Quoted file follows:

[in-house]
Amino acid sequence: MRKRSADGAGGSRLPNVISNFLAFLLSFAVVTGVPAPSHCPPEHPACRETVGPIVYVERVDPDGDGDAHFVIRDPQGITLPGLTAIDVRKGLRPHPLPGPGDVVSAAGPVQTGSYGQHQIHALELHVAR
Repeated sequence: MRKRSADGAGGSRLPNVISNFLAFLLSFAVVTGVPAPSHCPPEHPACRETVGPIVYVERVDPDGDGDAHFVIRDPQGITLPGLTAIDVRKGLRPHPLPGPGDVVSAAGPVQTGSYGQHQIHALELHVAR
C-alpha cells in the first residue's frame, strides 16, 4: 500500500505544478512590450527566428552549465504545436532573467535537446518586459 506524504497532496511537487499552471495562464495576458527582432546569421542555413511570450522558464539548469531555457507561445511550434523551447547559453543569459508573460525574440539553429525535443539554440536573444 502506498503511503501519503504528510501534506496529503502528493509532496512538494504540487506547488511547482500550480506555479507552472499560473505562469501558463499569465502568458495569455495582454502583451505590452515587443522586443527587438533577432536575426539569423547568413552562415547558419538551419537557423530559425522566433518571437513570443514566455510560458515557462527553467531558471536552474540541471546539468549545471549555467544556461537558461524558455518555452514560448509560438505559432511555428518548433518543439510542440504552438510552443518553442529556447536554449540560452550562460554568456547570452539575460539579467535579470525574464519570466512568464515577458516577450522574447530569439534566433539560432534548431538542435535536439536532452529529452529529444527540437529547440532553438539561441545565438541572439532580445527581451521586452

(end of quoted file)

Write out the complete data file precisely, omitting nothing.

[in-house]
Amino acid sequence: MRKRSADGAGGSRLPNVISNFLAFLLSFAVVTGVPAPSHCPPEHPACRETVGPIVYVERVDPDGDGDAHFVIRDPQGITLPGLTAIDVRKGLRPHPLPGPGDVVSAAGPVQTGSYGQHQIHALELHVAR
Repeated sequence: MRKRSADGAGGSRLPNVISNFLAFLLSFAVVTGVPAPSHCPPEHPACRETVGPIVYVERVDPDGDGDAHFVIRDPQGITLPGLTAIDVRKGLRPHPLPGPGDVVSAAGPVQTGSYGQHQIHALELHVAR
C-alpha cells in the first residue's frame, strides 16, 4: 500500500505544478512590450527566428552549465504545436532573467535537446518586459 506524504497532496511537487499552471495562464495576458527582432546569421542555413511570450522558464539548469531555457507561445511550434523551447547559453543569459508573460525574440539553429525535443539554440536573444 502506498503511503501519503504528510501534506496529503502528493509532496512538494504540487506547488511547482500550480506555479507552472499560473505562469501558463499569465502568458495569455495582454502583451505590452515587443522586443527587438533577432536575426539569423547568413552562415547558419538551419537557423530559425522566433518571437513570443514566455510560458515557462527553467531558471536552474540541471546539468549545471549555467544556461537558461524558455518555452514560448509560438505559432511555428518548433518543439510542440504552438510552443518553442529556447536554449540560452550562460554568456547570452539575460539579467535579470525574464519570466512568464515577458516577450522574447530569439534566433539560432534548431538542435535536439536532452529529452529529444527540437529547440532553438539561441545565438541572439532580445527581451521586452